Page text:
I’m sticking with the next installment of The Tribe series – The Wolf again this week.
To set up the scene ever so briefly without revealing too much, Velli and Kane are on their way back to the one place Velli never wanted to return – the reservation where she faced a painful and severe punishment because she fell in love…with Kane. They have to go, because something is there that they must find.
Along the way, Velli spots another spot. The one place where her life changed forever:
Instead of driving straight through, Kane behaved like a normal human. They stopped often on their ride for breaks and spent the night in hotels. Even in their need to get to their daughter he’d been considerate of her still healing body, and the wounded soul being ripped back open with every mile closer to what had been her home for so long.
For that she was grateful, even if it somehow made it both worse and better at the same time. With her Wolf back her own pains were intensified by Tala’s still broken spirit. Of course, there was the anger and the knowledge that the people so cruel to one of their own, the ones that hadn’t recognized Velli’s pain, they were the ones raising her child.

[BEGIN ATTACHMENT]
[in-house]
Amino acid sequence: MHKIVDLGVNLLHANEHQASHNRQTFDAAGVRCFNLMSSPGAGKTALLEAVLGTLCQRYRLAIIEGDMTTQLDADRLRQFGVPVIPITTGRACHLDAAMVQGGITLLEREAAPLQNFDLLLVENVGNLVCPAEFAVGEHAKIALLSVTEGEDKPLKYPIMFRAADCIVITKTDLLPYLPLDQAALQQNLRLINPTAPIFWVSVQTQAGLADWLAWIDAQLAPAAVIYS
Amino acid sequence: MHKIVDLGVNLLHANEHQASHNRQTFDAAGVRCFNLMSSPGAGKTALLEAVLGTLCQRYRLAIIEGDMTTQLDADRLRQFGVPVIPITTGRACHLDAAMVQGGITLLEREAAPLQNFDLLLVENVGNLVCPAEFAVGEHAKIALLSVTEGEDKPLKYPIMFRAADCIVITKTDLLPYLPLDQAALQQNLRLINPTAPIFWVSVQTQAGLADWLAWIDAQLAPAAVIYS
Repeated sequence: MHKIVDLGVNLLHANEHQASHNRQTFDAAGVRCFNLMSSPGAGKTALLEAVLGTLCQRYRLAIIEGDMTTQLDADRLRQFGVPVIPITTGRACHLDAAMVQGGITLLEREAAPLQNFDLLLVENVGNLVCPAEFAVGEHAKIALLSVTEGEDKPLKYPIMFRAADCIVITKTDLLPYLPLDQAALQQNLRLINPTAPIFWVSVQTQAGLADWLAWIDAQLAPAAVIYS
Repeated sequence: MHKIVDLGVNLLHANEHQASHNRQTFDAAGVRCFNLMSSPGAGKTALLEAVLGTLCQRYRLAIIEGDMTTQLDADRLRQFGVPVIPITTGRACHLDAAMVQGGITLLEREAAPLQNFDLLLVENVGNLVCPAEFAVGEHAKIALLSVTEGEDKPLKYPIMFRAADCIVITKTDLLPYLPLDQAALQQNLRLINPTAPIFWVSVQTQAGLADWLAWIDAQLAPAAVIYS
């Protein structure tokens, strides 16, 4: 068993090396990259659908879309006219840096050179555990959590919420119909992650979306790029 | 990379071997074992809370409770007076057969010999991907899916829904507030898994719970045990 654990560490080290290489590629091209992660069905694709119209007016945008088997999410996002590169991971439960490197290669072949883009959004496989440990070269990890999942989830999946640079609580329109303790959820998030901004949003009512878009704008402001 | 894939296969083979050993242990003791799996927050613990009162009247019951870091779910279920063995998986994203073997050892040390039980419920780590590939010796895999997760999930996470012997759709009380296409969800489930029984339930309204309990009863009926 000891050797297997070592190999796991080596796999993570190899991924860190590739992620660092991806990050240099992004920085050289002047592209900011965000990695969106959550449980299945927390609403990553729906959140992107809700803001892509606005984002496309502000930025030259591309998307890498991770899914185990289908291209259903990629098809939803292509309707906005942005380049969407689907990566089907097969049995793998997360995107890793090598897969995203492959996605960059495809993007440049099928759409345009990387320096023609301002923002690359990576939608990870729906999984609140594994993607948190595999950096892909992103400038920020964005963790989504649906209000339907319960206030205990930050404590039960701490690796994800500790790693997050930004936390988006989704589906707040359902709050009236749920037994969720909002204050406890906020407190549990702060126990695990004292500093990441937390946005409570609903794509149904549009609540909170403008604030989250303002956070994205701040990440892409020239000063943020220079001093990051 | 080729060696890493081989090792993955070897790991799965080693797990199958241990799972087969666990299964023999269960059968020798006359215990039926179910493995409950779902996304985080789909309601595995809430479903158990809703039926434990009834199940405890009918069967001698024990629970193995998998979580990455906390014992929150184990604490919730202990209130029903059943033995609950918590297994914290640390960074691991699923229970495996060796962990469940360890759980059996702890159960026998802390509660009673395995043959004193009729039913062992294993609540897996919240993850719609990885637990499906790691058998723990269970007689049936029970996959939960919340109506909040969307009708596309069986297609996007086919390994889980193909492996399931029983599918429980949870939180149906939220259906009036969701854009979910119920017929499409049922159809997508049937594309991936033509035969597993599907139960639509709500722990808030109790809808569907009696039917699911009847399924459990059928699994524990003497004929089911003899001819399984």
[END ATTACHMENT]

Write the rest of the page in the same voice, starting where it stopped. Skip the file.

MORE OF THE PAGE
Kane mostly left her alone in her quiet to absorb every mile marker of impact, every memory that rushed forward to remind her of what they drew closer to. Rationally she knew her mind exaggerated the horrors of her youth to make peace with the terror and pain of her final days there.
In truth, beyond the depth of fear and sorrow was a note of peace. Returning to the home she’d known so long brought a sense of relief. Her mother. The lands filled with magic. The familiar forests and lakes that filled her few peaceful dreams.
Kane’s hand brushed her leg again as it had periodically throughout their drive. The gesture offered an occasional comfort and offer of support she’d been free to reject.
This time she grabbed his hand and straightened. “Stop.” The squeak in her voice embarrassed her. She hadn’t realized how long it had been since she’d spoken.
The truck stopped short and they both jerked forward with the force of the sudden stop. His thumb brushed the back of her hand when she lingered in silence. “Vels? What is it?”
“That’s it.” Her heart raced so fast she worried it might burst. The skeleton of the silo’s roof hovered above the tree line, broken and rotted with the age of the past ten years. Last time she’d been there the roof had been whole, where bats collected in a writhing nest.
A seatbelt clicked and his warmth covered her against the sudden chill coursing through her.
More than anything she wanted to turn into his warmth and go away, push away the memory once again as she always did. Instead she shoved open the door at the same time as she undid her seat belt. Ignoring his yell to wait, she took off running.
Toward the place that started her pain.
If she was going to face the pain of returning home, first she had to face this place. Where everything started. She didn’t know if it would help, and it probably wouldn’t, but she had to prove she was strong enough.
Turned out she wasn’t.
Ten yards away she stopped, gasping at the impact of a memory.